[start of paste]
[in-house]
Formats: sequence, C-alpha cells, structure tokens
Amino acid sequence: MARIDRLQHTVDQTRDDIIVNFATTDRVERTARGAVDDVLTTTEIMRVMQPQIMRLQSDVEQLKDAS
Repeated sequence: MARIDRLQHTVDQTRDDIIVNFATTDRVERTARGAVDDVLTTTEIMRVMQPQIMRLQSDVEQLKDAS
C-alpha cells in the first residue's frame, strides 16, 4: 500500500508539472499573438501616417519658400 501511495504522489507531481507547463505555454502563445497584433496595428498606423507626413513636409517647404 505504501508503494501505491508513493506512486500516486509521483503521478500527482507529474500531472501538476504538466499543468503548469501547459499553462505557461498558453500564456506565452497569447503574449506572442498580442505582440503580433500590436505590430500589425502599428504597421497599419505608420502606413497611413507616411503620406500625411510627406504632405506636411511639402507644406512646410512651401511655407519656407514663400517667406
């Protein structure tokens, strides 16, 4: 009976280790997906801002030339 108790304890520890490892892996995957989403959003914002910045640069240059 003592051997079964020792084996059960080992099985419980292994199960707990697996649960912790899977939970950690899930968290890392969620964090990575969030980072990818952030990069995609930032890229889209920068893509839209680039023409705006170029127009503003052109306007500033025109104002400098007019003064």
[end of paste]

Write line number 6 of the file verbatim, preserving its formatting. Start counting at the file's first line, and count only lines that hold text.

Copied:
């Protein structure tokens, strides 16, 4: 009976280790997906801002030339 108790304890520890490892892996995957989403959003914002910045640069240059 003592051997079964020792084996059960080992099985419980292994199960707990697996649960912790899977939970950690899930968290890392969620964090990575969030980072990818952030990069995609930032890229889209920068893509839209680039023409705006170029127009503003052109306007500033025109104002400098007019003064």